Sunday, January 6, 2008
By: Swallehe Msuya
The Islamic holiday celebrates Prophet Abraham’s faith and his obeying of Allah’s command to sacrifice his only son.
MINNEAPOLIS – Minnesota Muslims took part in early morning congregational prayers on Dec. 19 to celebrate Eid-el-hajj, which takes place in Islamic communities on the 10th day of Dhul-Hijjah, the last month of the Islamic calendar.
It is otherwise referred to as Eid-ul-Adha (celebration of sacrifice) as it has its origins on the act of Prophet Abraham obeying God’s command to sacrifice his son Ismail. When Abraham had shown all intentions of doing so, God in his infinite mercy provided a lamb as sacrifice thus saving Ismail’s life.
The Eid-el-hajj occasion this year saw over two million Muslims from all over the world making the journey to Mecca and Medina in Saudi Arabia to perform religious rituals pertaining to pilgrimage, and those who did not make it congregated in large assemblies to perform the Eid prayers. It is a celebration that involves the slaughter of an animal for every Muslim family to share the meat with neighbors, the needy and family members.
The largest single congregation of Muslims in Minnesota took place at the Minneapolis Convention Center, where Sheikh Abdulrahman Omar, Imam of the Abubakar Saddique Islamic Center, appealed to all Muslims to reflect the Hajj spirit of brotherhood, fraternity, love and service to humanity.
Hajj is the “climax of the individual’s spiritual life centered on the unity of the Muslim umma (world) as one body based on a brotherhood in the faith that transcends narrow considerations of race, nationality, color and ethnicity,” he said.
The Imam men to strive to be good husbands and fathers to their wives and children and women should strive to be good wives to their husbands and good mothers to their children through teaching them piety and worship of Allah. He called upon Muslims to support the efforts of the Abubakar Islamic Center in propagating the teachings of Islam and building capacity through payment of zakkat (Islamic tax) and charity to enable the Muslims to help those in need.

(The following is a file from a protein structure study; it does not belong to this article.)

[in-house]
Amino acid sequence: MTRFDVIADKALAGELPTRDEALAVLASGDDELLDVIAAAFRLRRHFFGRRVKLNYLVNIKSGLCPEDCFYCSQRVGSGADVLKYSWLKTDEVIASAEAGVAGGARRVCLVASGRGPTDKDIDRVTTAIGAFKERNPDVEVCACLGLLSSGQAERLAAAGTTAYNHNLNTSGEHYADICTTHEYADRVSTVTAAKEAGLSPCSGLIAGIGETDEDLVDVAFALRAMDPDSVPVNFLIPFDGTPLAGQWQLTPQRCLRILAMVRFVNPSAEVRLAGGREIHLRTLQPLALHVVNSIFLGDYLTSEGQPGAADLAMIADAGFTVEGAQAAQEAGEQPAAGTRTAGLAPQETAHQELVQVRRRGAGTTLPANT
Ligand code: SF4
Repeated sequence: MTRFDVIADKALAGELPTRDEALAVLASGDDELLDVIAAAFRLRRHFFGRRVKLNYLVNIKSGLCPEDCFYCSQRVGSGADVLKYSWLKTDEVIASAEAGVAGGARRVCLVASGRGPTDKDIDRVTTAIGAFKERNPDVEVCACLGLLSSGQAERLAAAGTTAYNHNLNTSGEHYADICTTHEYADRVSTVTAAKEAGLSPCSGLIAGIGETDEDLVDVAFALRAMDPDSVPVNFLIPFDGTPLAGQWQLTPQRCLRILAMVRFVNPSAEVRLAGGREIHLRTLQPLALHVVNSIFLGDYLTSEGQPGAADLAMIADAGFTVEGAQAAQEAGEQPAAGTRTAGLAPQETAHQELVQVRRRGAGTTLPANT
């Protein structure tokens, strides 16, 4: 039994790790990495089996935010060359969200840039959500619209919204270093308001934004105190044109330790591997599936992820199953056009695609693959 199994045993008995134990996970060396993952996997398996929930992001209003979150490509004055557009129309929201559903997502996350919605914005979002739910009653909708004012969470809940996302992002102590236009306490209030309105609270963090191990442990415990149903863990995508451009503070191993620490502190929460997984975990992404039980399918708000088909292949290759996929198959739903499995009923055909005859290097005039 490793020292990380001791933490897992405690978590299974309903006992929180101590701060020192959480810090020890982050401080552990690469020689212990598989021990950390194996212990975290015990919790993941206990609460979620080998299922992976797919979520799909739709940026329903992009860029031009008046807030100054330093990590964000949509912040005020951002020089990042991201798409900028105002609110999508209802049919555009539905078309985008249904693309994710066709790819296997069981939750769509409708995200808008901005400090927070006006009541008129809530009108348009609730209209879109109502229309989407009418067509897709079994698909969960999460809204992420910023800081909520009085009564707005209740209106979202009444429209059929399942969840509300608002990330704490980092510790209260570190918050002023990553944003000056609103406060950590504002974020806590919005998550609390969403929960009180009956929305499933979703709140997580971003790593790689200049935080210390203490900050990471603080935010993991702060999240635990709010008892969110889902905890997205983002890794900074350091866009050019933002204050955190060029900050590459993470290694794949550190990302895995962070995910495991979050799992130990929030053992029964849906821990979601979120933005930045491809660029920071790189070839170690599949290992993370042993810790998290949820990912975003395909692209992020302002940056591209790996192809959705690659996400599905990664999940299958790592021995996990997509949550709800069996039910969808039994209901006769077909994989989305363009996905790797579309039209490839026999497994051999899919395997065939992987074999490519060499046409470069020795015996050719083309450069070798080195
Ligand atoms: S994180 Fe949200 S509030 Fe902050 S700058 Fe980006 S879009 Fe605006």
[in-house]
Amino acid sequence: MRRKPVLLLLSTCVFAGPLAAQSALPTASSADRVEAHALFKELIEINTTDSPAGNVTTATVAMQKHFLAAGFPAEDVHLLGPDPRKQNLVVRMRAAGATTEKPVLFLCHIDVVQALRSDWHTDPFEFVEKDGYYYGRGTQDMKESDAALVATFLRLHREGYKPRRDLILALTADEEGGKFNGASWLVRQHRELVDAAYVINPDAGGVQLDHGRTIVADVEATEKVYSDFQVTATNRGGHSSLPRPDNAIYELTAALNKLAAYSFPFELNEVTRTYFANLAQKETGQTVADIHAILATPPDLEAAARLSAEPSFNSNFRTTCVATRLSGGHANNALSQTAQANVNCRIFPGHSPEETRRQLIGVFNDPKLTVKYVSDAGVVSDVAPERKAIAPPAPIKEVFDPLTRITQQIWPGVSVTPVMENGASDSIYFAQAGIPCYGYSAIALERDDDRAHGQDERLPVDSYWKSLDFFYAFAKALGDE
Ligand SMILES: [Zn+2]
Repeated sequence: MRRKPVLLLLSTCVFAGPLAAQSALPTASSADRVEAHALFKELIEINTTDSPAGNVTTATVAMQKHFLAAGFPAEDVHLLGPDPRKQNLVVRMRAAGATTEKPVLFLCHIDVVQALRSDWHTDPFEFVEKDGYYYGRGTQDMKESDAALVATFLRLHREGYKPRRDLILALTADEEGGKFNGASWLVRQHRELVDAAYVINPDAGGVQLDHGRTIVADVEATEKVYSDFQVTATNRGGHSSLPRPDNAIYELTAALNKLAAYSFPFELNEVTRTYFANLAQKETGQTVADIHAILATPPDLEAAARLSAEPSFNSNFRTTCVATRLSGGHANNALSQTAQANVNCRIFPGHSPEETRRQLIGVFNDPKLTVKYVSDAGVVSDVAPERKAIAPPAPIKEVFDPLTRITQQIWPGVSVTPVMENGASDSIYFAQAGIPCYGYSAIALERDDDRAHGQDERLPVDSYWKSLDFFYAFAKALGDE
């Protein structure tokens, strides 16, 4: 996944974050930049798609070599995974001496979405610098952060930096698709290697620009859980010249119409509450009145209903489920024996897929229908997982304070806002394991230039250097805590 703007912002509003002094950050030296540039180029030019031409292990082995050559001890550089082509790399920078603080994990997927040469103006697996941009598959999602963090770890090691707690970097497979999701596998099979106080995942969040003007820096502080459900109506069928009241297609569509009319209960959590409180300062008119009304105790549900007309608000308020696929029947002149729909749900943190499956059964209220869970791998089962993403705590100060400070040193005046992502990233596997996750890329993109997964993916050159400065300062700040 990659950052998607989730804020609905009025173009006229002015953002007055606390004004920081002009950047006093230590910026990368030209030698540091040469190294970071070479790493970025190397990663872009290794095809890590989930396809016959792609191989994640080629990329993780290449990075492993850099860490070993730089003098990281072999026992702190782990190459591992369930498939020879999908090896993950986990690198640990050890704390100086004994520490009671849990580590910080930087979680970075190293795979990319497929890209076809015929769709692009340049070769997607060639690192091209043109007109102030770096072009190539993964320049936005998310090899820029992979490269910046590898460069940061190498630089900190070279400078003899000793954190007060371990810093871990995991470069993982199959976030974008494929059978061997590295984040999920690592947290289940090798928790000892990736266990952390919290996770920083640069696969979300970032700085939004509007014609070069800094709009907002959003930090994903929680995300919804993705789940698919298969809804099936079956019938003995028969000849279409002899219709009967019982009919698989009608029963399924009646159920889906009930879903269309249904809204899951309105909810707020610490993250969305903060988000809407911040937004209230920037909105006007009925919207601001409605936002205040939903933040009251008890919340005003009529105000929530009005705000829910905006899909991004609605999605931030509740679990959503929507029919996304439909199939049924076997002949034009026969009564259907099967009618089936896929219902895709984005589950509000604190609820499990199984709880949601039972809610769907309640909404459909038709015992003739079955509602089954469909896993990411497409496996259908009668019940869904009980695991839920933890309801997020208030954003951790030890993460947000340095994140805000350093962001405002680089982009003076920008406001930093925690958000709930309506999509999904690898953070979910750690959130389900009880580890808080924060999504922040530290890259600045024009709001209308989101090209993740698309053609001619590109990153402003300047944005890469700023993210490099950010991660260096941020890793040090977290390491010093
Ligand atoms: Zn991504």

The Hajj (pilgrimage) is the Fifth Pillar of Islam that required all physically fit Muslims and blessed with finances to make the trip to Mecca and other Islamic holy shrines in Saudi Arabia at least once in a lifetime.
Muslims all over the world, clad in their most attractive attire, join those who have made it to Mecca in festivities and celebrations thanking Allah for all blessings received. They do so by visiting friends and family, the sick, praying for the departed loved-ones, and by offering meat portions to the needy along with other gifts.
When Muslims slaughter animals in the name of God during this “celebration of sacrifice”, the Qur’an warns against false beliefs that God is in need of the meat and blood of the slaughtered animals. In Chapter Hajj 22:37 God clarifies the purpose of sacrifice in the following words: “It is neither their meat nor their blood that reaches Allah, but it is piety (taqwaa) from you that reaches Him.”